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apparel exports to US

Egypt reviving QIZ to promote duty free apparel exports to US

apparel exports to US :: Egypt is reviving up its promotion of special industrial zones known as Qualifying Industrial Zones, these designated areas have been manufacturing clothing for more than a decade for some big name U.S. companies since Egypt started production in the zones in 2005. In these zones apparel can be made and exported duty-free to the United States as President Trump have started whittling away at the various free-trade agreements the United States has with different countries.

One advantage for U.S. manufacturers looking to produce in these special areas is that there is not a yarn-forward or fabric-forward stipulation as in other free-trade agreements—meaning the yarn and fabric do not have to be made in the region to receive duty-free benefits.
Instead, special requirements are that 10.5 percent of the product’s value must come from Israel, such as the zippers, buttons, fabric, trim or packaging material.

And at least 35 percent of the value of a product must have local input (24.5 percent Egyptian and 10.5 percent Israeli). The 35 percent minimum content can include costs incurred in Israel, Egypt or the U.S.

The U.S. Trade Representative first set up these industrial zones in the Middle East in 1996 to promote better cooperation and economic ties between Egypt, Jordan and Israel.

Ashraf El Rabiey, who manages the industrial zones in Egypt speaking along with other Egyptian apparel and textile industry experts at a recent webinar organized by the U.S. Fashion Industry Association in Washington, D.C said that the importance of the QIZs is that it is a political program that is strongly supported by the United States, Israel and Egypt.

Jordan was the first to use these zones with its factories set up along the border to partner with operations in Israel. Many of the factories had Asian investment and guest workers from primarily Asian countries. For four years, the program made up about 30 percent of Jordan’s total GDP growth.

Then, in 2010, a free-trade agreement between Jordan and the United States went into effect, meaning the duty-free status for products was available throughout all of Jordan. However, apparel from these zones continues to be manufactured.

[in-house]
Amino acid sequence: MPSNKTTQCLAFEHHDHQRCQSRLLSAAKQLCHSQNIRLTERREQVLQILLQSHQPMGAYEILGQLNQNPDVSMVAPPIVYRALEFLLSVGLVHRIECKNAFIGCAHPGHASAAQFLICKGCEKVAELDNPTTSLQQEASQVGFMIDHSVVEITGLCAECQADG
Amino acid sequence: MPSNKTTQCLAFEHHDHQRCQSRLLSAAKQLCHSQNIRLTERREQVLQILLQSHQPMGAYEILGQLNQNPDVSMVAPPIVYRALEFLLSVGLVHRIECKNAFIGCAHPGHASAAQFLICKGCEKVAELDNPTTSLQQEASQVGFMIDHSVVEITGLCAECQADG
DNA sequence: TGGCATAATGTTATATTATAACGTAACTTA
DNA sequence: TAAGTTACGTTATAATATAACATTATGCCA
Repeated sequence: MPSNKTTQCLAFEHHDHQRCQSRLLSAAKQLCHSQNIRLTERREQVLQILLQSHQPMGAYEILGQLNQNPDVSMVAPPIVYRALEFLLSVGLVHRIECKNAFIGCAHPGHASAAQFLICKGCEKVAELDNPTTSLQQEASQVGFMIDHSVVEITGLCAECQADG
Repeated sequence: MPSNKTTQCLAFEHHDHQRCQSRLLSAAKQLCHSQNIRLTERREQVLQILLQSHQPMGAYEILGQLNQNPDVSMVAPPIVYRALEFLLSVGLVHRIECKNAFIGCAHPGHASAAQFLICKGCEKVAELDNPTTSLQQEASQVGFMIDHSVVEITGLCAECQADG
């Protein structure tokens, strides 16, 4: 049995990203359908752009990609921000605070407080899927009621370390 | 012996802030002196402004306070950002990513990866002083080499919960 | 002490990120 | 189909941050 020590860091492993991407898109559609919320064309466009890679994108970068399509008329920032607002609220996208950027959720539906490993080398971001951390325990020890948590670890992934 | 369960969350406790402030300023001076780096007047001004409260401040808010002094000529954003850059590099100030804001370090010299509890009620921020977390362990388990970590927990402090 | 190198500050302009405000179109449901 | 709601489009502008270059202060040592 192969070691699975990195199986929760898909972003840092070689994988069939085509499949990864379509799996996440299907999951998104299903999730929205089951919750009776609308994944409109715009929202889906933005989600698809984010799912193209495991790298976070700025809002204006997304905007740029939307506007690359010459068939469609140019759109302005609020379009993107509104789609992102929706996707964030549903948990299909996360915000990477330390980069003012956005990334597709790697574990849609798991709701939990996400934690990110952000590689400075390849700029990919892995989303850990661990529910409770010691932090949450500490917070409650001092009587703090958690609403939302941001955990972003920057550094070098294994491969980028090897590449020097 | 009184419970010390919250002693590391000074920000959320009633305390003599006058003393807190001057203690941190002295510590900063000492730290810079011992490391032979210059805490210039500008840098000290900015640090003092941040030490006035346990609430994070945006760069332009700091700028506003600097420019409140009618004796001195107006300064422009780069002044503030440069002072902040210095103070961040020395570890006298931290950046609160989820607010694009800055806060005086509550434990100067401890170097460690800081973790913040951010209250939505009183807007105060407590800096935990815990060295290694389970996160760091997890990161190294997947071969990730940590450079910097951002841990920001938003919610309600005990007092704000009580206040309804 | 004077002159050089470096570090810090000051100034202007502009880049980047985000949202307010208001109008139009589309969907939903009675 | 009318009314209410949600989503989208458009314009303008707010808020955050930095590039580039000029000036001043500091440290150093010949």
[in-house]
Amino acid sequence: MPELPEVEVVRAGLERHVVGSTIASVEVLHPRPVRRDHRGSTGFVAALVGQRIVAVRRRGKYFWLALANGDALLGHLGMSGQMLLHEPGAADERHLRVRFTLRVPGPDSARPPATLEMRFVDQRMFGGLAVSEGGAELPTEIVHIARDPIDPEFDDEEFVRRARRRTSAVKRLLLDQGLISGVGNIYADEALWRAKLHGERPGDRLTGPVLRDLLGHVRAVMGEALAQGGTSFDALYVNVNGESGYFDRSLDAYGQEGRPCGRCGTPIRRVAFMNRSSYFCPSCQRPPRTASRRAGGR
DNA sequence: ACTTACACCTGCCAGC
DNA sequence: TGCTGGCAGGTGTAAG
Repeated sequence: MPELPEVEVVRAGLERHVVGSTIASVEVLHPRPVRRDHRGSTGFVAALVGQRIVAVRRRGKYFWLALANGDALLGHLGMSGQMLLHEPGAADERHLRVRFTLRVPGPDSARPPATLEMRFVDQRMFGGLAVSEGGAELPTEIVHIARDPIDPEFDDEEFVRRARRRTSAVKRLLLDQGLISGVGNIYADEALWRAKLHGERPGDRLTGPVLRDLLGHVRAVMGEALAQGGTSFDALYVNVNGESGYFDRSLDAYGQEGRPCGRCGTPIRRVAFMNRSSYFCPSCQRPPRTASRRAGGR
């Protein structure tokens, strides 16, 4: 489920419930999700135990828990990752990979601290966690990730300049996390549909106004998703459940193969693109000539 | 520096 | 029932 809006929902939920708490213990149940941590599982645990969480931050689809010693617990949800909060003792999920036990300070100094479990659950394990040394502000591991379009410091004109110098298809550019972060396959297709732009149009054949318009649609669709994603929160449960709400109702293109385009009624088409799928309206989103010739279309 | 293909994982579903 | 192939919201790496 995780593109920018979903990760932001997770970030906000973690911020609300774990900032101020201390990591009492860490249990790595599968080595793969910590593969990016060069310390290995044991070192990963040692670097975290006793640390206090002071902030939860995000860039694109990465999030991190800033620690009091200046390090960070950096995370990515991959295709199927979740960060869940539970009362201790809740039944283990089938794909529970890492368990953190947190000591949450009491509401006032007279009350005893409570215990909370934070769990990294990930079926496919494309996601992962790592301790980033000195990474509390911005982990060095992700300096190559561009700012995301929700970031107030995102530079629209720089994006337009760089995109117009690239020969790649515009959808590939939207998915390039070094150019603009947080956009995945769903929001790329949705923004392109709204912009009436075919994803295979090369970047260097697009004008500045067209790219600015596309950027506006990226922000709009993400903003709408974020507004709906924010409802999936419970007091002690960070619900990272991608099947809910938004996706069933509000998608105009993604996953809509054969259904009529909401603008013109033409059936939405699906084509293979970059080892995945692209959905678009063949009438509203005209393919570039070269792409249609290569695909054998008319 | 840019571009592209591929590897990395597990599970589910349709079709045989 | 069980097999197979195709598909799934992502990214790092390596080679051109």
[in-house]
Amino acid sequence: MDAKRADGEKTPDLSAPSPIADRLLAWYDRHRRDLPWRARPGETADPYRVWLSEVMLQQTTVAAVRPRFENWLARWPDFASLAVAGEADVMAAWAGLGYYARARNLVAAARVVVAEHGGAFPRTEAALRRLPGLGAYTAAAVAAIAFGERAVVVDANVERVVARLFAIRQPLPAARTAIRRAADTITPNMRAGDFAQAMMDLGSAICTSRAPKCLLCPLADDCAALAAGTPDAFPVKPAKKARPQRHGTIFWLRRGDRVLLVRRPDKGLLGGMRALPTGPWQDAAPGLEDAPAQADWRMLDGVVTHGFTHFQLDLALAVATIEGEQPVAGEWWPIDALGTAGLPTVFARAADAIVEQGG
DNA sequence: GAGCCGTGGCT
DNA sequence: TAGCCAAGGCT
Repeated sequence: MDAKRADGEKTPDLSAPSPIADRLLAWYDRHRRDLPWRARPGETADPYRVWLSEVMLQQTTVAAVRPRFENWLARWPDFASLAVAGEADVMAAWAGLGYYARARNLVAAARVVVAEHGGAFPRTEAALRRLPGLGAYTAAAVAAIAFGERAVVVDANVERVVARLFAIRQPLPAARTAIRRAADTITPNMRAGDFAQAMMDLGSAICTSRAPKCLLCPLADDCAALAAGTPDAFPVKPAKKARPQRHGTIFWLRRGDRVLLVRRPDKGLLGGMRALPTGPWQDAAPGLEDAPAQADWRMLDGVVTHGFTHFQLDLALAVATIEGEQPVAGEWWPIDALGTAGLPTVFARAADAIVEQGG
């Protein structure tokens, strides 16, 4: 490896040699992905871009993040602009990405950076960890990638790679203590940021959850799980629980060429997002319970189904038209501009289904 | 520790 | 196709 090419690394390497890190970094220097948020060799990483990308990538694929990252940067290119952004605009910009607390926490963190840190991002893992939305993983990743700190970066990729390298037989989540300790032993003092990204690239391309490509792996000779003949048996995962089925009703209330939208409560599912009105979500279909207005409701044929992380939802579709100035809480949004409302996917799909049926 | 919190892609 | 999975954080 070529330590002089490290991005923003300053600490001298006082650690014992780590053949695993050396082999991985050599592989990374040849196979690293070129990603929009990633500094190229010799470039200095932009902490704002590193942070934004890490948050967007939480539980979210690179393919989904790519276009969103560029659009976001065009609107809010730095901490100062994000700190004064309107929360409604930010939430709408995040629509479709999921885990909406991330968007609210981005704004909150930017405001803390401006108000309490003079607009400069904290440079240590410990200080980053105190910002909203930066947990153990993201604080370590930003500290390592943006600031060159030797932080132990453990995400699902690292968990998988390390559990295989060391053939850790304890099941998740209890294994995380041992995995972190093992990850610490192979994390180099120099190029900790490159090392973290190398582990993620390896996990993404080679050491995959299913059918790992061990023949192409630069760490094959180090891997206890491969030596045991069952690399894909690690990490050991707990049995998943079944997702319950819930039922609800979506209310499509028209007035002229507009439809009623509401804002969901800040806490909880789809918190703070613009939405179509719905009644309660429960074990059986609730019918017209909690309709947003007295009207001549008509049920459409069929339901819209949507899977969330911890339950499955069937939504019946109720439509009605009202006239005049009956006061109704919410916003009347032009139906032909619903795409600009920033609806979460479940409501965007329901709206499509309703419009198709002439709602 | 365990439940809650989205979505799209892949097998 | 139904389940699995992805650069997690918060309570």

Since launching its industrial zones, Egypt has seen several major U.S. companies—such as Levi Strauss & Co., Walmart, Phillips-Van Heusen, Gap Inc., Nike and JC Penney—produce there.

Top items made in the 15 special zones set up around Cairo, Alexandria and other areas are pants, T-shirts, shorts, tank tops, shirts, underwear, jackets and towels.

El Rabiey further added that in the recent years more flexibility has been added to the program. Not every shipment has to have an Israeli 10.5 percent content. If you bring in 10.5 percent in Israeli goods per quarter, that qualifies. So you can send some shipments with no Israeli content and other shipments with more.

When the zones were first established, many companies experienced double-digit growth in export sales, but then in 2011 the Arab Spring brought protests, riots and coups to the region. Between 2011 and 2016, production fell in those zones until this year. Since January 2017, exports are coming back up. The first nine months, they jumped 9 percent.

Waleed El-Zorba, managing director for Nile Holding Co., which owns several textile companies, said that Egypt has a number of advantages as a clothing and textile maker.

First, spinning and weaving of textiles has been around since the days of the pharaohs. Egypt grows some of the best long-staple and extra-long-staple cotton in the world, used in high-end clothing, towels and sheets.

Today, Egypt has more than 1,500 garment factories and 1.5 million textile and garment workers. There is a high level of quality to the Egyptian product. They also have strong laundries in Egypt to achieve a high level of fashion washes that are in demand.

Zorba further added that as Egypt sources much of its fabrics from international mills the lead time for woven garment is longer around 75 to 120 days but the industry is trying to change that. They are seeking verticality in Egypt, that is a big project they are taking on in the industry.

About Kohan Journal

Kohan Textile Journal is the leading magazine for the Textile industry, Textile machinery, Synthetic Fibers and Nonwovens in MENA region (the Middle East and North Africa) and is published every two months. It basically emphasizes on textile machinery, textile products, carpet and synthetic fibres distributed among the factories, manufacturers, and traders of floorcovering industries.l

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